seizin is delivered to A. of his lite estate in possession. And it is this which induces the necessity at common law of livery of seizin being made on the particular estate, whenever a freehold remainder is created. For, if it be limited even on an estate for years, it is necessary that the lessee for years should have livery of seizin, in order to convey the freehold from and out of the grantor, otherwise the remainder is void. Not that the livery is necessary to strengthen the estate for years; but, as livery of the land is requisite to convey the freehold, and yet can not be given to him in remainder without infringing the possession of the lessee for years, therefore the law allows such livery, made to the tenant of the particular estate, to relate and

enure to him in remainder, as both are but one estate in law.o? ( 168 ) 3. A third rule respecting remainders is this: that the re3. Remain- mainder must vest in the grantee during the continuance of ly upon de Raym., 151.

m Litt., 671. Plowd., 25. termination i Co. Litt., 298.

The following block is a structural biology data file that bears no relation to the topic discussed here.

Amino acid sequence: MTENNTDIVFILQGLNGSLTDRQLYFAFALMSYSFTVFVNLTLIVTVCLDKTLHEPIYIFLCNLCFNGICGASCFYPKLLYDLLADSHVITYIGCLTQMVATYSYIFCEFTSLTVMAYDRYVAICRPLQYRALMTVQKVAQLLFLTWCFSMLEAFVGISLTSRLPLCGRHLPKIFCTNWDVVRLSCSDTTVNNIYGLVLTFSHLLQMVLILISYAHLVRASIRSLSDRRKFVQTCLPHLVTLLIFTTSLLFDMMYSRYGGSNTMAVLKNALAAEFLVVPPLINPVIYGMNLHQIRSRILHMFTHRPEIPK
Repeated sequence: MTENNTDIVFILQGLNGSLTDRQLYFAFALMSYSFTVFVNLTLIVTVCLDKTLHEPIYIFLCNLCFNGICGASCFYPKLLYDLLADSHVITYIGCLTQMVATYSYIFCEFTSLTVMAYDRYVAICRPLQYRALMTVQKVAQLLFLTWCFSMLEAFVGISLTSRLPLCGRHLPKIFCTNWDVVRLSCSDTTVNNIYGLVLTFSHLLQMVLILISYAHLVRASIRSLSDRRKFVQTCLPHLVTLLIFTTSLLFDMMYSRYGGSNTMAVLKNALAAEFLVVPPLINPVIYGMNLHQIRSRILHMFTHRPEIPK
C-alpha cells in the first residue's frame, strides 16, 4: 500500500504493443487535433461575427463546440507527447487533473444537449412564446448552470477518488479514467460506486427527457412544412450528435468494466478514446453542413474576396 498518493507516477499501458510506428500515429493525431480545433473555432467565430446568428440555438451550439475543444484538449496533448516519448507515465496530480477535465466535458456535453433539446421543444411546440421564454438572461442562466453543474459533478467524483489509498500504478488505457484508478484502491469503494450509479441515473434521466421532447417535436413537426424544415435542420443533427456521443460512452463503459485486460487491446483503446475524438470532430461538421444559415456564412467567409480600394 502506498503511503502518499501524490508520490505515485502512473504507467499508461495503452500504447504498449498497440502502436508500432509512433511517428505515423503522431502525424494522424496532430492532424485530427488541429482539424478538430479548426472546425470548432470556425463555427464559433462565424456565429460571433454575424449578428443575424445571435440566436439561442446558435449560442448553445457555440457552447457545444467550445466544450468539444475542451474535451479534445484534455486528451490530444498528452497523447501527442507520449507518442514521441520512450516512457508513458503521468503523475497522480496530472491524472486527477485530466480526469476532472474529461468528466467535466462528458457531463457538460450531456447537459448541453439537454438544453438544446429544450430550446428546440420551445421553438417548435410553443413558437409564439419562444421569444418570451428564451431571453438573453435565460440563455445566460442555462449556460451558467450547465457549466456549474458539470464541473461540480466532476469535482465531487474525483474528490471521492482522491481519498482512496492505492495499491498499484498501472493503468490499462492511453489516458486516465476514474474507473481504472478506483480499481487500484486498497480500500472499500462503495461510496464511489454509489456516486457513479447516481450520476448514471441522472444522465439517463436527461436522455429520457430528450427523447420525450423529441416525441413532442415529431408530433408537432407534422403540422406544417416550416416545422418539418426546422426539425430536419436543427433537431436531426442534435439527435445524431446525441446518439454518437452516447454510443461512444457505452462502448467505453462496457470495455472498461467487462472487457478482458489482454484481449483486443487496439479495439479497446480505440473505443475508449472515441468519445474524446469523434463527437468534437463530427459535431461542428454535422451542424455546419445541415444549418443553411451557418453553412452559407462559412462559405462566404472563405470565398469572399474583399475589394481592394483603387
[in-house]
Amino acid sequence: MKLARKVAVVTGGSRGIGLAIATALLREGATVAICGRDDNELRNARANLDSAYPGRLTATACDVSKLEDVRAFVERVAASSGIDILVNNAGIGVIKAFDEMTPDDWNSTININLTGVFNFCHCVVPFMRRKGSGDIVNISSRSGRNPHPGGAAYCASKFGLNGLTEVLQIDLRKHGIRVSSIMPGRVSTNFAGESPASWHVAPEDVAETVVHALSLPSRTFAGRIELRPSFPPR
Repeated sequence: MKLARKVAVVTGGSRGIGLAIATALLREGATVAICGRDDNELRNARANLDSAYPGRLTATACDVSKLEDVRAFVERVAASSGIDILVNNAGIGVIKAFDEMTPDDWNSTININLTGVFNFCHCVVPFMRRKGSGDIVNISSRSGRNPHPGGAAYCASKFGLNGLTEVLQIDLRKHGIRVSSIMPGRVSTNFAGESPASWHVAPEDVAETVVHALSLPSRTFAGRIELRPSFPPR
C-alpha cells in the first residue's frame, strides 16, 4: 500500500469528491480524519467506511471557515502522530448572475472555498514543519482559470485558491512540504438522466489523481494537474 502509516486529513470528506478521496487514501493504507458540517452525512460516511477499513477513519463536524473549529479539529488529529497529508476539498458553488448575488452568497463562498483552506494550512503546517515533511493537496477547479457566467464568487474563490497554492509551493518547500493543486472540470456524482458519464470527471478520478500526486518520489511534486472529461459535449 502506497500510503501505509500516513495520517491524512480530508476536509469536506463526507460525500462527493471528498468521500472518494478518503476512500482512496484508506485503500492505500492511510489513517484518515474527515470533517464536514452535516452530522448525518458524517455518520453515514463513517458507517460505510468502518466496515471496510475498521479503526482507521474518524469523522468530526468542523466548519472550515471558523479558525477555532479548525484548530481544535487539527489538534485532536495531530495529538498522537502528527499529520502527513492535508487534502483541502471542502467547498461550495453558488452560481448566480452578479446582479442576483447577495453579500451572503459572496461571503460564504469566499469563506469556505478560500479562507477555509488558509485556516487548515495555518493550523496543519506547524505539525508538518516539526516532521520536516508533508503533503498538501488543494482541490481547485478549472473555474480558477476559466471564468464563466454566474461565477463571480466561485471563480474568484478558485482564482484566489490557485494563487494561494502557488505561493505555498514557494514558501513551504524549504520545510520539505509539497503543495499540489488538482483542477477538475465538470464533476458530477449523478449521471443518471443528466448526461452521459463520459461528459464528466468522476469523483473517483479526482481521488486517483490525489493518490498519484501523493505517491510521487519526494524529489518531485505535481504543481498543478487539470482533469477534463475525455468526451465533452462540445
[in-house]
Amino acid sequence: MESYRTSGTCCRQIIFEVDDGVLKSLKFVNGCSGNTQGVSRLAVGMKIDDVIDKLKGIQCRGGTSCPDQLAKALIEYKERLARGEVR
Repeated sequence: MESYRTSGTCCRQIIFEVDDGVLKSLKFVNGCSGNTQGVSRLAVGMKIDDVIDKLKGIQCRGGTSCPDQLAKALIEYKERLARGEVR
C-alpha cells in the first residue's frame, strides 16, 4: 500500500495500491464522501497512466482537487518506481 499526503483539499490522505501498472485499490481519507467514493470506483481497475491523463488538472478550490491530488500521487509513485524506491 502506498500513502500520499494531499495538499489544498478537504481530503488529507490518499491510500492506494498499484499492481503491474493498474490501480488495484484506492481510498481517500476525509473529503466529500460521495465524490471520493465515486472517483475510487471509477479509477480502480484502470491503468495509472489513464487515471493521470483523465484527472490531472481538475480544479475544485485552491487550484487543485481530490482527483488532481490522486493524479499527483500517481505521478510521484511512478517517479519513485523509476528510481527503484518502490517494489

a Litt., Ø 60. of particular * 2 Roll. Abr., 415.

o Co. Litt., 49. 1 Jon., 58.

der must vest instant



(6) The student will perceive, from to the freehold, of an estate in possession. what follows in this chapter, that a Thus, an estate-tail expectant on a term vested remainder is not liable to be de- of years is considered to be in possesfeated by the failure of the particular sion. " It is said that an estate-tail lim


ited after an estate for years is a re

mainder. I deny that, as a general prop (7) The possession of a tenant for osition. Can any case be shown where years is considered by the law to be the an estate for years was given to A., with seizin of the reversioner or freeholder; limitation over to B. for life or in fee, so that where land is conveyed to A. for and B. was held not to take an immediyears, remainder to B. for life or in fee, ate estate of freehold ?" (Per Patteson, and seizin is given to A., the effect is, J., 4 B. & Ad., 306.) Hence it is that that B. becomes presently seized in a contingent remainder can not be expossession, by reason of the occupation pectant upon a term of years merely; of A., his tenant for years. In truth, the for the seizin can not remain in the termterm “ remainder" is not strictly appli- or, and, until the event happens, it can cable to an estate of freehold expectant not pass out of him to the contingent reupon an estate for years, at least when mainder-man; it therefore passes on and created by a common-law conveyance; vests in the next vested remainder-man, it has all the properties and incidents of or in the reversioner, forever shutting a reversion, if we look at the right to the out the contingent estate. possession, and, if we confine our regard